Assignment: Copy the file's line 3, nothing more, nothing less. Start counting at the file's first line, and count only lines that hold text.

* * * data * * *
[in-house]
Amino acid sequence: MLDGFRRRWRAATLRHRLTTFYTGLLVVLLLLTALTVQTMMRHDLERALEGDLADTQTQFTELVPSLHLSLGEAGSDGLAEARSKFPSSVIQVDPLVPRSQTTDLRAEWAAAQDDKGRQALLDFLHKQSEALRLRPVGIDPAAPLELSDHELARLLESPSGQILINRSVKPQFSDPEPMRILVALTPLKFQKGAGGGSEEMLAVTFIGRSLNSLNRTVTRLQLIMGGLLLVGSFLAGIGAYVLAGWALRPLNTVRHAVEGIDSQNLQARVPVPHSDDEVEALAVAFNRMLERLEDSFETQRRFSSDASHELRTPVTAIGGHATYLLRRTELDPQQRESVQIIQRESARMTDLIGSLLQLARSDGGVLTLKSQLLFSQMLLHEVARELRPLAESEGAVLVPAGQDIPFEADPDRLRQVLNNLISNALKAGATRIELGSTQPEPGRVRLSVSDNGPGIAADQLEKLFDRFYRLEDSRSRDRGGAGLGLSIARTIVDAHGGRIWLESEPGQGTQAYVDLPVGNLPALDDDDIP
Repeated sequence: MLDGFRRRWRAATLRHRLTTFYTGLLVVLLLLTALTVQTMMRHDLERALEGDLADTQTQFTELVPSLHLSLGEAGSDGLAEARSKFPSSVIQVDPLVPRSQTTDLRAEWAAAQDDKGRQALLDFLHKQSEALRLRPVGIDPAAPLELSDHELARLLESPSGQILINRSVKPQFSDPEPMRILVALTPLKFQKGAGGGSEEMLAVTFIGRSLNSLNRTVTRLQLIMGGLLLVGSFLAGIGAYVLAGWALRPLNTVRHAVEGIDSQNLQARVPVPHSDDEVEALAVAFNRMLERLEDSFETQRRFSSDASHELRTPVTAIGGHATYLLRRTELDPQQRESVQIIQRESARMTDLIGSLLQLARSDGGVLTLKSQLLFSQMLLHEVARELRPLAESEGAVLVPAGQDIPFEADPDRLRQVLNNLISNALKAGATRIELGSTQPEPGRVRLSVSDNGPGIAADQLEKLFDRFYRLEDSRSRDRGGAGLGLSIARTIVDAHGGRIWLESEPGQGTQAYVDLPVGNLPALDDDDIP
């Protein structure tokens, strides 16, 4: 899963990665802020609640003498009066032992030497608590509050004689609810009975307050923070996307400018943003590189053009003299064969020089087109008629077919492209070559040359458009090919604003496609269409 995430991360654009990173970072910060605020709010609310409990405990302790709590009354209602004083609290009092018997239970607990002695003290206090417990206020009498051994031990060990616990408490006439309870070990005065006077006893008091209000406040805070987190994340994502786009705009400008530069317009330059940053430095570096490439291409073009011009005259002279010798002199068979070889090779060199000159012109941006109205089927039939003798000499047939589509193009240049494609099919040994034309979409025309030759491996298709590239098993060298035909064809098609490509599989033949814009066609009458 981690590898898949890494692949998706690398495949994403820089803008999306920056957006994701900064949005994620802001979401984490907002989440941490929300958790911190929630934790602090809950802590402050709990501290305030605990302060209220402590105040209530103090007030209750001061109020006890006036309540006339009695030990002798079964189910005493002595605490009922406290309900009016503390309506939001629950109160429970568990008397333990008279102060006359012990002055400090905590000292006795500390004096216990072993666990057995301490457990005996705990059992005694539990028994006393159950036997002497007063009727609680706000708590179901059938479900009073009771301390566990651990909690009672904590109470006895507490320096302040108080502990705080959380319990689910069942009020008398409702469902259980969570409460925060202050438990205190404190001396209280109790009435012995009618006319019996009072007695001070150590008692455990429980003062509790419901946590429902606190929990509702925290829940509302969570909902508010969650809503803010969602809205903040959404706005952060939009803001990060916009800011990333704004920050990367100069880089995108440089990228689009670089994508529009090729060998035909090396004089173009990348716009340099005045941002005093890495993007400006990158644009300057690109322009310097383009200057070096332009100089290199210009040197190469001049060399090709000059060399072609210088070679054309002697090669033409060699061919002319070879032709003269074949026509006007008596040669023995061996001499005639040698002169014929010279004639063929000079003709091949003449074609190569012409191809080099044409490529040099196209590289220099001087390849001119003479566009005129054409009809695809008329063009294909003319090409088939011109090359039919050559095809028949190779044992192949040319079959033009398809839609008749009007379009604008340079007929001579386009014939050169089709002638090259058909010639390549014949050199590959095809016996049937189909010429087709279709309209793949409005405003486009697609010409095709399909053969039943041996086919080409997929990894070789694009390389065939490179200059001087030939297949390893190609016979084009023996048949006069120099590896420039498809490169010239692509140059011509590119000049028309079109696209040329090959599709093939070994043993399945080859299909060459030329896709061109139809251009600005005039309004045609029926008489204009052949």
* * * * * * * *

Repeated sequence: MLDGFRRRWRAATLRHRLTTFYTGLLVVLLLLTALTVQTMMRHDLERALEGDLADTQTQFTELVPSLHLSLGEAGSDGLAEARSKFPSSVIQVDPLVPRSQTTDLRAEWAAAQDDKGRQALLDFLHKQSEALRLRPVGIDPAAPLELSDHELARLLESPSGQILINRSVKPQFSDPEPMRILVALTPLKFQKGAGGGSEEMLAVTFIGRSLNSLNRTVTRLQLIMGGLLLVGSFLAGIGAYVLAGWALRPLNTVRHAVEGIDSQNLQARVPVPHSDDEVEALAVAFNRMLERLEDSFETQRRFSSDASHELRTPVTAIGGHATYLLRRTELDPQQRESVQIIQRESARMTDLIGSLLQLARSDGGVLTLKSQLLFSQMLLHEVARELRPLAESEGAVLVPAGQDIPFEADPDRLRQVLNNLISNALKAGATRIELGSTQPEPGRVRLSVSDNGPGIAADQLEKLFDRFYRLEDSRSRDRGGAGLGLSIARTIVDAHGGRIWLESEPGQGTQAYVDLPVGNLPALDDDDIP